Theorists prior to Kant were worried about political stability and the relative significance that personal liberty had in its pursuit, but for the most part they argued that moral theory had a relatively small role to play in political life. Hobbes and Locke diverged in many ways, but they agreed that people were generally moved by sensations, fears, and desires rather than by profound moral principles. For them, human reason was predominantly instrumental, an extension of an animalistic drive for self-preservation, and the wisest thing to do was to set up political institutions that could keep base instincts in check. Idealists such as Kant and Emerson, however, couldn’t have disagreed more.

To Kant, human beings possessed unique capacities that separated them from the rest of the animal kingdom—the nasty realm of self-interest and beastly impulse. Kant argued that humans were not simply moved by the forces of their world but, at their best, were motivated by an internal, almost divine force he called rational will. Unlike porcupines and termites, humans had minds that were not buffeted by random sensations or experiences; they actively structured experience. Humans were creatures that could think and thereby self-legislate. By virtue of their active rational capacities, humans were the only beasts that could set duties for themselves, and therefore the only ones that could be morally responsible. The point of philosophy, for Kant, was neither to sublimate self-interest nor to construct systems that keep people in check, but rather to awaken individuals to their own active minds and thereby make them pointedly aware of their moral duty. This was a philosophical position many American thinkers could happily endorse. In 1842 Emerson tied American Transcendentalism directly to Kant, writing:

What is popularly called Transcendentalism . . . acquired the name of Transcendental from the use of that term by  Immanuel Kant, of Königsberg, who replied to the skeptical philosophy of Locke, which insisted that there was nothing in the intellect which was not previously in the experience of the senses, by showing that there was a very important class of ideas or imperative forms, which did not come by experience, but through which experience was acquired; that these were intuitions of the mind itself; and he denominated them Transcendental forms.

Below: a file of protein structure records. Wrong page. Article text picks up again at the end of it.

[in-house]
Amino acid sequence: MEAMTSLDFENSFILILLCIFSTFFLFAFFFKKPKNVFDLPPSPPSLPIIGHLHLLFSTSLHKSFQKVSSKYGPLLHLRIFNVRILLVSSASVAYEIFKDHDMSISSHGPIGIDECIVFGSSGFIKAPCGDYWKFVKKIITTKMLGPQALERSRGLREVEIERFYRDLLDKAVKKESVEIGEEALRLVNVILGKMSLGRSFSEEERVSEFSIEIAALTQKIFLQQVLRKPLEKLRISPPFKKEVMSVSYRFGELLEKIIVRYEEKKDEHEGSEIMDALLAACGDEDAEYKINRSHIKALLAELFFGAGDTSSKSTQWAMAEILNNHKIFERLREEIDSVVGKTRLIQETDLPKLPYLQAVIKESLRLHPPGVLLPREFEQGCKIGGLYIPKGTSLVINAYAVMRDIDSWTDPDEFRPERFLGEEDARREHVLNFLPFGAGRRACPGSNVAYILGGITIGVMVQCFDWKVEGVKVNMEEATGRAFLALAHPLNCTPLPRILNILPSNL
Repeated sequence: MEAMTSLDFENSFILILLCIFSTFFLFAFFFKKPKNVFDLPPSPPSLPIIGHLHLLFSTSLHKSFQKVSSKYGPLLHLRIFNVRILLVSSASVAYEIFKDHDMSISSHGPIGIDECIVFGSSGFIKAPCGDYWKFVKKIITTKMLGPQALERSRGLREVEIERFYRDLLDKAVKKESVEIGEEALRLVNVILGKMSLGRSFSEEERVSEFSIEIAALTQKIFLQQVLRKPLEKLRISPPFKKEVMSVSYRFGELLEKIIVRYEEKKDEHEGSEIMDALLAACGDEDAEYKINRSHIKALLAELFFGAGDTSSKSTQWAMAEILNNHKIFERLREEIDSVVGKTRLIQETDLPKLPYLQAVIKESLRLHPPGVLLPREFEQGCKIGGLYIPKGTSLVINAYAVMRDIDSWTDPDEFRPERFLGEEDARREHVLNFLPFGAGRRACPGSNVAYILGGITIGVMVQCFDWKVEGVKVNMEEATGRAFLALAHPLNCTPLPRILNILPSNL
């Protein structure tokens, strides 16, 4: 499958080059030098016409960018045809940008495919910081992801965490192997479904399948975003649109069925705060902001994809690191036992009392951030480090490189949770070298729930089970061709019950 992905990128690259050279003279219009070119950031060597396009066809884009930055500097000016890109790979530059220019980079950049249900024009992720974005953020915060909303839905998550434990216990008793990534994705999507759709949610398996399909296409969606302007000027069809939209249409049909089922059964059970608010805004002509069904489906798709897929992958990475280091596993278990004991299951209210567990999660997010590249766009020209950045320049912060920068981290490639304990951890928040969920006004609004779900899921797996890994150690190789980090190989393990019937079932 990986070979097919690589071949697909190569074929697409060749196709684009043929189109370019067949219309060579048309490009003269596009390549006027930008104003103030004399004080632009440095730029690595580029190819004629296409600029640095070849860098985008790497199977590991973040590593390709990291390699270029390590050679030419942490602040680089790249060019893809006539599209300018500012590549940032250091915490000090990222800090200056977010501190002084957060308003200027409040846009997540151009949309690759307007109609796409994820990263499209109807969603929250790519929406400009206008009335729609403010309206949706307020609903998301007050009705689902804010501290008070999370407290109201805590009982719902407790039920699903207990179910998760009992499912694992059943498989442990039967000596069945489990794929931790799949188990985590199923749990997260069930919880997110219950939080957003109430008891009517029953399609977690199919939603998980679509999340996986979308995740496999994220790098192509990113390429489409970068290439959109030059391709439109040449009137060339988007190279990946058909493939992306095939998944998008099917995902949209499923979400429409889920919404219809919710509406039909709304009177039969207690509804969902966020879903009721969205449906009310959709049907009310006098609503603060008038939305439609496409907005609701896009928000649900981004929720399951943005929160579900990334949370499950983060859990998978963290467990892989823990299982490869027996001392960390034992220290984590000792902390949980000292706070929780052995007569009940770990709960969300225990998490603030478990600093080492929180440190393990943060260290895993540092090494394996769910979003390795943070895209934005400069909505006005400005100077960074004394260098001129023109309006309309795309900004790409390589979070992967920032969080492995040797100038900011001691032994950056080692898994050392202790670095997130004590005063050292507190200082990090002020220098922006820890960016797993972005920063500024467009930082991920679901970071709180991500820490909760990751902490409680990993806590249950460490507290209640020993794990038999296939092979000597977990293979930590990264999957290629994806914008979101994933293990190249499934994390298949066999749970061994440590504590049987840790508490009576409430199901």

Ideas and imperative forms: Kant and Carol were all about them. These forms allowed us to escape the vicissitudes of human experience, to hinge our destiny to something a bit more stable than our own fragile lives. All we have to do is make good on our rational capacities and recognize the convincing force of moral duty.

There was, however, a substantial difference between Emerson and Kant, but at that moment, with a daunting amount of work ahead of us, I couldn’t put my finger on it. Instead of arguing with Carol—an activity I relished almost as much as she did—I wandered into an unexplored nook of the library to begin the book hunt. To my genuine surprise, she followed me.

American Philosophy
Barnes and Noble



John Kaag is a professor of philosophy at the University of Massachusetts Lowell. He is the author of Idealism, Pragmatism, and Feminism: The Philosophy of Ella Lyman Cabot and Thinking Through the Imagination: Aesthetics in Human Cognition. His writing has appeared in The New York Times, Harper’s Magazine, The Christian Science Monitor, The Chronicle of Higher Education, and many other publications. He lives outside Boston with his wife and daughter.

You Might Also Like
Adina Hoffman & Lisa Cohen on What it Means to write Biography
Jamie James on The Many Faces of Isabelle Eberhardt
Thomas More’s Utopia at 500

Work In Progress Newsletter

Birth Month
Birth Year

Yes, please send me the Work in Progress newsletter and other information from Macmillan and its related companies.